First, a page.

Jane remarked as we drove to the airport this morning that we had less than two years left in San Diego, and wondered how I felt about that. As always, I feel conflicted. It's hard not to enjoy the perennial sunshine and mild air of the southern coastline. Yet the fog and chill of the northwest is equally appealing. Someday soon, we'll be packing up and leaving San Diego, heading to places unknown - Portland? Seattle? Santa Cruz? Someplace cooler and wetter, no doubt. But it's getting harder and harder to think about leaving the West Coast - despite my deep Midwestern roots and my nostalgia for New England, this place has a way of getting under the skin.

Friday, December 5, 2008

Number Crunching

Any potential schadenfreude from witnessing the Big Three CEOs down on their knees before the House, begging for money they're unlikely to receive, is tempered by knowledge of the workers who depend upon these deeply flawed corporations for their paychecks. The sight of Rick Wagoner and Alan Mulally posing for photos outside the hybrids they drove from Detroit in a massive publicity operation - even going so far as to admit the ultimate in shameful sacrifice; stopping at a Pennsylvania Quiznos along the way - only gives me momentary amusement. I'm far more struck by the belligerent tones taken by politicians as they heap abuse onto corporations they've defended for years, as they write off workers as expendable details, and as they blame the ultimate bogeyman in American politics - labor and unions - for the mess inside the Big Three. As somebody whose fervent dislike of the automobile industry and automobile culture stems from the countless crimes they've committed against the environment and city design, I will still take little delight in seeing them fall.

There's also a clear distinction being made between organizations that employ thousands upon thousands of workers (namely, the automakers) and organizations that traffic in large amounts of funds (namely, the credit and banking industry). And while I wouldn't deny the centrality of a group like Freddie Mac or Fannie Mae to the economy, I don't recall David Moffett or Herbert Allison ducking rotten food during their begging sessions leading up to the federal takeover.

Still, corporate welfare lacks a representative Welfare Queen figure, and perhaps the recent mud-slinging was an early attempt by bailout-fatigued lawmakers to locate one amid the factories of Detroit, rather than Chicago's South Side. I think they may be barking up the wrong tree, and I'd love to see documented proof of, say, Richard Shelby's past calls and campaigns in support of green energy and fuel-efficient vehicle standards, since it seems to be such a major talking point for him lately. But the disdain for both the company CEOs and the auto workers seems equal and obvious.

I often look to the monthly Harper's Index for insights into current events and trends, and am struck by how numbers often speak volumes more than words. I came across the following three statistics, and now I'm trying to discern how they relate to the situation comedy (certainly not a Greek tragedy) taking place on Capitol Hill.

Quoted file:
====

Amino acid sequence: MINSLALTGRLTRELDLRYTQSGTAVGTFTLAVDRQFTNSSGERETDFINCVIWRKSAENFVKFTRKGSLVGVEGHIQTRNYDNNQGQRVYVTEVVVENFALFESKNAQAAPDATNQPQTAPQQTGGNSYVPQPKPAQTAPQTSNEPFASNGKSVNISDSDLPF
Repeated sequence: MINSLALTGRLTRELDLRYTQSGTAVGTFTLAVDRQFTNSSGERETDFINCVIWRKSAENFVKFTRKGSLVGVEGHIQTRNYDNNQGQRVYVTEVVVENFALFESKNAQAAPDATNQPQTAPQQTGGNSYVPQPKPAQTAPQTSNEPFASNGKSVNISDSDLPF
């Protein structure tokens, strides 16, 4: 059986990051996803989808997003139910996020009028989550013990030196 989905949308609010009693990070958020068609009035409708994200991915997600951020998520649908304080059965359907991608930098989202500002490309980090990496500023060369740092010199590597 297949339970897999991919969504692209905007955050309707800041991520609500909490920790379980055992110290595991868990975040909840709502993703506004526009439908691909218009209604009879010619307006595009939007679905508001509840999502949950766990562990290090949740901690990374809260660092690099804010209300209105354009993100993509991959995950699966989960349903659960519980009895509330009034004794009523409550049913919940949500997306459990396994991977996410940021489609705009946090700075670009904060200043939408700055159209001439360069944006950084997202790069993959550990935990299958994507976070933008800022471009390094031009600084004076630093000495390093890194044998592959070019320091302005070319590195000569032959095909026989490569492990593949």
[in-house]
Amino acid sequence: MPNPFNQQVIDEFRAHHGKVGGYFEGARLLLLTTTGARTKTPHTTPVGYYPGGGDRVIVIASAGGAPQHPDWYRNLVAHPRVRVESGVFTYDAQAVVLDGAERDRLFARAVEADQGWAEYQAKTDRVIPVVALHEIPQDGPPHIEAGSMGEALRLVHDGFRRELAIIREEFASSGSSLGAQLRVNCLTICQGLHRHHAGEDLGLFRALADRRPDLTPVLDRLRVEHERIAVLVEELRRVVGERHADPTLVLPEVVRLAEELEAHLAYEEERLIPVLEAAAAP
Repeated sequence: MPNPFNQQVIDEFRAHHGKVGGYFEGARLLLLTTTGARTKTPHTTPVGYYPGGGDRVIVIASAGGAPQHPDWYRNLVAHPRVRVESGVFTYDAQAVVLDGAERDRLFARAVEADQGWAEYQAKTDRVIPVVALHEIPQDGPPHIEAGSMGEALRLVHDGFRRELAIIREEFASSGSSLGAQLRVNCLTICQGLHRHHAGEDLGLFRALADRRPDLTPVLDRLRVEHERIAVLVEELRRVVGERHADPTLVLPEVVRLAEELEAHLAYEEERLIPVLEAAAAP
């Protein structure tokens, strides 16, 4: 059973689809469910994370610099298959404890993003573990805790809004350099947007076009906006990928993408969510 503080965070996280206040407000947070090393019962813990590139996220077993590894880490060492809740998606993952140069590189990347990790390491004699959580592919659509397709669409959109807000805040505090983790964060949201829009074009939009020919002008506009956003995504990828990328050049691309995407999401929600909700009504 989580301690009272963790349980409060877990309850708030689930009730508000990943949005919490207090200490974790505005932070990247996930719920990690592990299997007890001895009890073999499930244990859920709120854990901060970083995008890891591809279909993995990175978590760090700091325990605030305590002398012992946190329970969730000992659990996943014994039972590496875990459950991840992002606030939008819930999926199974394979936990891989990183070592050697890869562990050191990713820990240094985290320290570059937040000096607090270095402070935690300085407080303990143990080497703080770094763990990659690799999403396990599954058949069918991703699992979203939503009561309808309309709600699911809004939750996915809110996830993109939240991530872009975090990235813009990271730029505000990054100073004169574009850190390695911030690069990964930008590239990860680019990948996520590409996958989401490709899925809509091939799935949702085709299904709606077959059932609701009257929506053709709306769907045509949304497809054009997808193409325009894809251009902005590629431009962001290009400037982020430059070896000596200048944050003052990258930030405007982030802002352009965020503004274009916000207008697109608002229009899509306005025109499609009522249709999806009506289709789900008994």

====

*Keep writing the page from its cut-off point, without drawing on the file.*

Percentage by which the $750 billion bailout exceeds the total U.S. GDP of a century ago, adjusted for inflation: 50

Percentage by which it exceeds the cost of the entire New Deal: 33

Percentage by which it exceeds the cost of the 1990 savings-and-loan bailout: 3

Thursday, December 4, 2008

It's That Time of Year Again...


There's no snow on the ground, and the early morning temperatures have barely gotten below 55 degrees, but it's clearly getting close to Christmas time here in San Diego. And while I haven't stepped inside any malls or shopping areas, I'm sure the interiors are filled with lots and lots of Xmas music, which, I must confess, might be my least favorite genre of music. I blame my folks for this, and a Midwestern culture that worships at the seasonal altar, but honestly, I spent so much of my childhood listening to Andy Williams sleepwalk his way through hyper-arranged versions of "It's The Most Wonderful Time of the Year," and so many evenings gritting my teeth through endlessly ponderous versions of "O Holy Night," that I can now barely stomach anything passing for background music come December.

However, I'll be attending several holiday-themed choir performances over the next few weeks, which says more about my affection for my wife than any desire to kick the Scrooge habit. Jane recently joined a community choir organization, the Peninsula Singers of Point Loma, and they're getting ready to initiate a series of local concerts. The schedule can be found here.

This weekend, December 6th, the choir will be performing free in Balboa Park as part of the city's annual December Nights festival, an ongoing event that often attracts 300,000 spectators. Between 1.20 and 1.50 PM (odd times, no?), they'll be performing inside the beautiful Spreckles Organ Pavilion, a local cultural treasure that I've wandered around during off hours but have never witnessed in use (I don't believe the massive pipe organ it's named for will be featured, however). On December 12th, the choir will perform at 7 PM at the North Chapel in the newly revitalized Liberty Station in Point Loma. Tickets for this show aren't free ($10), but they'll be performing Vivaldi's Gloria alongside the Southwestern College Choir and an 11-piece orchestra. There will also be a December 14th performance at Southwestern College and a December 15th performance at the Point Loma Library.

Jane worked up the courage to audition for a solo, and is excited to be singing a section in Have Yourself a Merry Little Christmas, which luckily happens to be one of the few Christmas songs I still have affection for.